How to say the names of five paediatric cancers

Correct pronunciation of some hard to say childhood cancer types

Every September for Children’s Cancer Awareness Month we remember the many children whose childhoods were and are interrupted by cancer, and we honour the brilliant science minds and healthcare professionals committed to creating a world where children’s cancer doesn’t exist. 

This month is a chance for everyone to focus their efforts on learning more about and raising awareness of the devastating hardships childhood cancer brings to families. It is also a time to show support for the dedicated childhood cancer charities whose work focuses on finding better children’s cancer outcomes, now and in the future.  

Why children’s cancers are different from adults

Children’s cancers differ to most adult types in that their cause cannot be strongly linked to lifestyle and environment. Additionally, only a small number of childhood cancers are known to evolve from DNA (gene) changes that are passed from parents to their child1.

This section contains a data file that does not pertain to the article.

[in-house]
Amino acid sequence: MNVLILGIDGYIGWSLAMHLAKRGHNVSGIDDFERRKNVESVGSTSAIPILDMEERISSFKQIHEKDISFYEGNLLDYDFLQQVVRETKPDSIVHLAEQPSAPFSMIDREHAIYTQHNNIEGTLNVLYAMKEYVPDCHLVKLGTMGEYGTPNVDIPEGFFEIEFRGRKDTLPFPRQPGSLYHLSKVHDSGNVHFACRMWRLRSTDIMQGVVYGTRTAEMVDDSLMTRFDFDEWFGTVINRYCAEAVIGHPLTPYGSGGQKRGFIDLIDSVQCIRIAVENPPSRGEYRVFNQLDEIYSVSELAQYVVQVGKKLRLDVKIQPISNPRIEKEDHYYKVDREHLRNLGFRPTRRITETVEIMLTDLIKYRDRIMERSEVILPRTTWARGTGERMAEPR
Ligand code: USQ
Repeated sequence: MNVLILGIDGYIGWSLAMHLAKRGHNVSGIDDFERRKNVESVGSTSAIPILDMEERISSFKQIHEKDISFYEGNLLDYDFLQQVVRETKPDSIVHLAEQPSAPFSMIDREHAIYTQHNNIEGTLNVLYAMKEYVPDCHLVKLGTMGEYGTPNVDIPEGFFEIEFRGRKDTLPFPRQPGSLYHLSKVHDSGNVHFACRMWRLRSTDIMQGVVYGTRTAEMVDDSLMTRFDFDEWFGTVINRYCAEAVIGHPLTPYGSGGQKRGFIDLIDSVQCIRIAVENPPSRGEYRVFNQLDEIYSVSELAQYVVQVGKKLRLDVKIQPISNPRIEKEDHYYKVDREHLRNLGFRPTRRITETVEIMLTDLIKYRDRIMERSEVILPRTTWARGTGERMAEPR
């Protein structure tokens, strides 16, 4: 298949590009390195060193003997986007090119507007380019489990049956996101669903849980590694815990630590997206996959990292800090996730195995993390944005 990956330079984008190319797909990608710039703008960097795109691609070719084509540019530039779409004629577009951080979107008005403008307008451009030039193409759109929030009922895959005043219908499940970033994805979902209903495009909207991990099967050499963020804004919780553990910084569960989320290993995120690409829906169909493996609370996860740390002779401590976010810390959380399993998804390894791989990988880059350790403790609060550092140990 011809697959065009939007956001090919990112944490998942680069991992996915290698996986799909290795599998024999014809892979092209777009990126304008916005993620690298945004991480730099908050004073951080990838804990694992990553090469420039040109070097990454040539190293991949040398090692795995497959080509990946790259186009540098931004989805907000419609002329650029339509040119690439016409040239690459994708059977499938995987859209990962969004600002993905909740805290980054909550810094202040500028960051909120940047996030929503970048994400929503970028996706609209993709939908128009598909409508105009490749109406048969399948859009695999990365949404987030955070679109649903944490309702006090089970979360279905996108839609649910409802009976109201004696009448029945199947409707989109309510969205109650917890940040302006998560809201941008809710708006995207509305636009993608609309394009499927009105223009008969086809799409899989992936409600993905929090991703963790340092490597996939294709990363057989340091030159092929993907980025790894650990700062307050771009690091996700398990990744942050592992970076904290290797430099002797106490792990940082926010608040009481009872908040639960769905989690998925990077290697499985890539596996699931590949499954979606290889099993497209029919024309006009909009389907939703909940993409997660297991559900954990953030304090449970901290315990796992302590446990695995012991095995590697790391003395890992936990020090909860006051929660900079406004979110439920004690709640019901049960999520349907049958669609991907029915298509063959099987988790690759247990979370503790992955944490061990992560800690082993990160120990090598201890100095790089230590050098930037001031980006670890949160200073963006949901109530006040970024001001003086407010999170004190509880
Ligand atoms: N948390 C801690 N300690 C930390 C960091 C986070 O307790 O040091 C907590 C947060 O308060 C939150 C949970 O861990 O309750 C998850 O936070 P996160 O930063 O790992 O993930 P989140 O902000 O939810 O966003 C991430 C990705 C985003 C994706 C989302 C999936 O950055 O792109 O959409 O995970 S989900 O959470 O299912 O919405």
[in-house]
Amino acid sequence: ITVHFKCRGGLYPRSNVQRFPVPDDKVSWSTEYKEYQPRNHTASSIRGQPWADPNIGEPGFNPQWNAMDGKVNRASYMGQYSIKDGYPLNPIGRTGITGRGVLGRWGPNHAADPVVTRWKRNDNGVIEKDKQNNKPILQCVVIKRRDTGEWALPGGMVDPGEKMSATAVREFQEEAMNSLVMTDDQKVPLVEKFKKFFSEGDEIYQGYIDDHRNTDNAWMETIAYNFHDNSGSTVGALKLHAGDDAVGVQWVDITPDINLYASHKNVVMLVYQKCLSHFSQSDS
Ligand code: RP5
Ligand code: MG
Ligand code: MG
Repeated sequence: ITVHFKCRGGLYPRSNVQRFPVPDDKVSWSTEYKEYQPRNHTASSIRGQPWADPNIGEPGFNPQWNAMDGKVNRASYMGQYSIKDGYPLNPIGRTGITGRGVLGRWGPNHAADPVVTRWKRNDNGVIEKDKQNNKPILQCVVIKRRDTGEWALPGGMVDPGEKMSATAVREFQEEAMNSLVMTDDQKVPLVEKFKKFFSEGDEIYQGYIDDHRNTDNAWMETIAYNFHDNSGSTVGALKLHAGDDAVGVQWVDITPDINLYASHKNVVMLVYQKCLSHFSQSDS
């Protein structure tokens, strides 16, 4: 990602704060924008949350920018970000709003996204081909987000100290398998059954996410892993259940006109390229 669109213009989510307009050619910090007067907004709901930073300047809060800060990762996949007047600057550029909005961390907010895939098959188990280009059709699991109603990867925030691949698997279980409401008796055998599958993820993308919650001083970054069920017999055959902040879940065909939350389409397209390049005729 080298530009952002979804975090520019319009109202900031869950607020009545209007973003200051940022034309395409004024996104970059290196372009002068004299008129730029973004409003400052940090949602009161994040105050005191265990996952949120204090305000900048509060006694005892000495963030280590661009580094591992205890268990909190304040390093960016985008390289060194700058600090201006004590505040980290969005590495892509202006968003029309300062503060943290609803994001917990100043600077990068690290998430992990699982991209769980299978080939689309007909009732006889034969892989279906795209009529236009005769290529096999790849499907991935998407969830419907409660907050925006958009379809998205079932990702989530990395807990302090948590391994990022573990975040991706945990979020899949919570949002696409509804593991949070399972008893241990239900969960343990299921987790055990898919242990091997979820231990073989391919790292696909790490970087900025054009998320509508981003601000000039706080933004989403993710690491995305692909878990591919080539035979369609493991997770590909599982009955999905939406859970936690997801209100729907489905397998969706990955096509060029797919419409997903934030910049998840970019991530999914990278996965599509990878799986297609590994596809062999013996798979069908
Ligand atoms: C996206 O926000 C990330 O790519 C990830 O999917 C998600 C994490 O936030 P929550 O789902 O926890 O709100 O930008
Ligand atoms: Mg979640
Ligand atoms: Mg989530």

So much remains unknown about children’s cancers and that is why continued funding of clinical research and trials is vital. 

How do I say that?

Childhood cancers have some tricky names. We brought you the pronunciations of 8 common types last year. Here are five more names of children’s cancer and how to say them.

1. Astrocytoma

Pronounced: (as-tro-sigh-toma)

Astrocytoma is a: Brain cancer

Astrocytoma occurs in the supportive tissue of the brain (astrocytes). On average only 22% of children survive brain cancer. 

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